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FRASER, Mich. — Richard Kincaid’s family business is printed circuit boards, the nerve centers that power not just consumer electronics and household appliances but also tools of war such as improvised-explosive-device jammers and avionics systems.

K&F Electronics, based in a perfectly square industrial suburb northeast of Detroit, by all rights should have a robust business, selling its wares to many different customers for many uses. But Kincaid is among a legion of small manufacturers fighting an uphill battle to keep making things in the United States.

One challenge, many say, is trying to keep up with export controls set by federal regulators.

The controls are supposed to help the United States walk the tightrope between national security and business interests. But the exponential speed of technological progress and the inherent complexity of the manufacturing process make writing transparent and lasting regulations difficult, and the Obama administration has undertaken an effort for reform.

Big companies such as Northrop Grumman, Boeing and General Electric have sophisticated export-compliance operations that help them navigate the labyrinth of regulations and avoid becoming ensnared in a foreign military’s hunt for sensitive technology.

Kincaid has nothing like that. In an economy struggling to shake off the recession doldrums, just keeping the lights on takes up most of his time, he said.

K&F, which he said has about $3.5 million in annual sales, recently laid off four people and cut workweeks back to four days.

“Things have been dropping off in the last six to eight months,” said Kincaid, who keeps a binder of business lost to China in his tiny windowless office. “We’re getting orders, but they’re less.”

At this rate, he said, “I think I’ll be out of business in 10 years.”

Honor or hindrance?

Every circuit board put out by Kincaid’s 24,000 square feet of industrial space begins as an invoice and a computer file from a customer.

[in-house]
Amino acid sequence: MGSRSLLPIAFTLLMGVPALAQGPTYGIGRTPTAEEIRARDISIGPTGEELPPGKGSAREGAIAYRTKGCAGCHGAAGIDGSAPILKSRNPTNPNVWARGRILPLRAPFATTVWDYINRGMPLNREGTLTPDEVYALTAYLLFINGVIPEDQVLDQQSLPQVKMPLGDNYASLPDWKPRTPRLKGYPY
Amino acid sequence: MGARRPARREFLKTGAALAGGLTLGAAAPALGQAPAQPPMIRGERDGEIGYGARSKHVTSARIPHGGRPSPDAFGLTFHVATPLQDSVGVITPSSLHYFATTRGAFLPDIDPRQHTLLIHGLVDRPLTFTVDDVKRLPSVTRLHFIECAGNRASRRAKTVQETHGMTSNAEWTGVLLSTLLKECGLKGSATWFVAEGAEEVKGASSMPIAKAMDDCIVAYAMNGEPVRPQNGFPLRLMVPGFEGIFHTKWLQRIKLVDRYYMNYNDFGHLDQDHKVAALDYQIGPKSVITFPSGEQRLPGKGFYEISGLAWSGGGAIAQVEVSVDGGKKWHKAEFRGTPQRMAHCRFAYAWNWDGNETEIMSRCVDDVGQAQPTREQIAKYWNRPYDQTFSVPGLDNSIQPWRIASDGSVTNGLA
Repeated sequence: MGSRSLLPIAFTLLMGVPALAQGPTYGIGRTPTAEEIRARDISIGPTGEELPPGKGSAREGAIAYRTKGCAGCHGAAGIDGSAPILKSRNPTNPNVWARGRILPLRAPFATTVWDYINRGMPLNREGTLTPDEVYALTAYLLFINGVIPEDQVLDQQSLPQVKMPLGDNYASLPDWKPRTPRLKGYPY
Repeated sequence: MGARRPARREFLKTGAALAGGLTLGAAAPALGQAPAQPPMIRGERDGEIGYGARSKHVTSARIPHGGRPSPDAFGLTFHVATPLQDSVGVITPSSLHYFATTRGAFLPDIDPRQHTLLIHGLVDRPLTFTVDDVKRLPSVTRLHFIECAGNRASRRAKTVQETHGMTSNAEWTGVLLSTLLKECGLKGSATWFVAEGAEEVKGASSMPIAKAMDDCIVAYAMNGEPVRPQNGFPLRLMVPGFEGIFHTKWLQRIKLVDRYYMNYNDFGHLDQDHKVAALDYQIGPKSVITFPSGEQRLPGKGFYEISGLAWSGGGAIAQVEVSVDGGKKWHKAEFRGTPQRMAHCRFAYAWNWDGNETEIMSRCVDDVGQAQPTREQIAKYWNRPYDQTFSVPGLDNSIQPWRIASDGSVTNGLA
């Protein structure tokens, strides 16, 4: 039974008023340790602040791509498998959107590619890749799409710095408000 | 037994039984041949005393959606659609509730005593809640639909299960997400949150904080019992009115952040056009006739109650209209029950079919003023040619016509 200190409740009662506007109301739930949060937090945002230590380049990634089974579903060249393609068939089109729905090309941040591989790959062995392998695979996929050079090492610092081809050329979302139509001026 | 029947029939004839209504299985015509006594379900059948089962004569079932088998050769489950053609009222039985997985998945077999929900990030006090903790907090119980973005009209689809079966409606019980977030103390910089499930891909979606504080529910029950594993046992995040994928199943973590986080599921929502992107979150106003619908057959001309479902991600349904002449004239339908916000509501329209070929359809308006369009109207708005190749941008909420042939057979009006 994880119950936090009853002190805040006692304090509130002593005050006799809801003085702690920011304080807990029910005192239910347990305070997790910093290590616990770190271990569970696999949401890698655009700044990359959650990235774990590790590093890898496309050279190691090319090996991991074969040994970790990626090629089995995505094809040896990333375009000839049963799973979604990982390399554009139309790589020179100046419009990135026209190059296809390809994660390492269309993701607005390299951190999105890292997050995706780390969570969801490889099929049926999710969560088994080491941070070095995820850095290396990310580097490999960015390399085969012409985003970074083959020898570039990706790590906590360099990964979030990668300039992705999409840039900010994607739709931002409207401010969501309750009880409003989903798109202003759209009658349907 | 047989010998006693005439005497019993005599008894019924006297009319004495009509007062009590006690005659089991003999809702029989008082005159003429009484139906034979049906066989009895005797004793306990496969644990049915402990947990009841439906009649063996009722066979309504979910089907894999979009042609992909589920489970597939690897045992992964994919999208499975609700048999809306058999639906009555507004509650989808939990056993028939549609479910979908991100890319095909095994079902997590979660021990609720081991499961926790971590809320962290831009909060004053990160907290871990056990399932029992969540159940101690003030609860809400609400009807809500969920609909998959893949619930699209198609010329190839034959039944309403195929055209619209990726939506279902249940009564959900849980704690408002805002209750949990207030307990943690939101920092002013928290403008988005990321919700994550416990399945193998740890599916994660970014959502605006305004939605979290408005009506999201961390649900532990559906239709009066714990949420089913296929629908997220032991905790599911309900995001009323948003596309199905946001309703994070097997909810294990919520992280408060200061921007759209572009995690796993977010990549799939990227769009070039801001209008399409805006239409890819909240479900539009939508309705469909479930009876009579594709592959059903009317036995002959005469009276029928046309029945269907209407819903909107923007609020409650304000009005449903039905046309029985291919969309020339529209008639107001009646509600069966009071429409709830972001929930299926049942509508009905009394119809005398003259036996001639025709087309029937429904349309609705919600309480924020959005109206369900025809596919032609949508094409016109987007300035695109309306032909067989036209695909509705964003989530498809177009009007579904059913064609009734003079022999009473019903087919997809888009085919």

Once Kincaid’s staff processes the order to its specifications, the circuit board is carved out of large, flat sheets of copper.

Those sheets move through the production process, much of which has been automated and much of which requires messy chemicals strictly regulated by federal guidelines. At the end, each component undergoes rigorous testing.

This is, in short, the type of manufacturing shop facing the fiercest competition from overseas, where cheap labor is a distinct advantage.

Complying with strict export regulations comes at a cost, but in this regard the government and industry experts see the circuit-board business as a bit of an outlier: Whereas many companies view the rules as a burden, the circuit industry tends to take on the most stringent controls as a “made in the U.S.A.” badge of honor.

Kincaid said that if the invoice tells him the board is ITAR (shorthand for the State Department’s International Traffic in Arms regulations), he knows he can’t produce it in China, where it is cheaper. The easy solution would be to avoid ITAR orders, which require production in an approved country.

Building the boards in the U.S. costs Kincaid “100 to 400 percent” more, he said.

But he did not hesitate to fill out the paperwork five years ago and pay the fee, now more than $2,000, to become an ITAR-registered manufacturer because he appreciated the made-in-the-U.S. sentiment and thought it might “bring some of the work back.”

Doing so both deepened and complicated his business prospects.

People in the circuit-board industry draw an analogy between boards for military use and a book full of classified information. It is not the technology that goes into making a board that is sensitive but rather the information contained inside.

Fern Abrams, director of government relations and environmental policy at the industry-trade group IPC, said ITAR regulations ought to list circuit boards in the munitions section.

“It’s almost a basic common-sense measure if you understand — and most people don’t — how much information is in a circuit board,” she said.

Not only that, but knowing the layout of the board, even if the components or data have yet to be affixed, could yield valuable intelligence for a hostile organization.

Understanding the circuit-board design for an avionics system, for example, could allow a foreign military to reverse-engineer key elements of the system’s design, according to an IPC white paper by Peter Lichtenbaum, a former assistant secretary of commerce for export administration.

As Abrams sees it, the trouble for businesses like Kincaid’s isn’t compliance with export controls but the rules’ uneven application.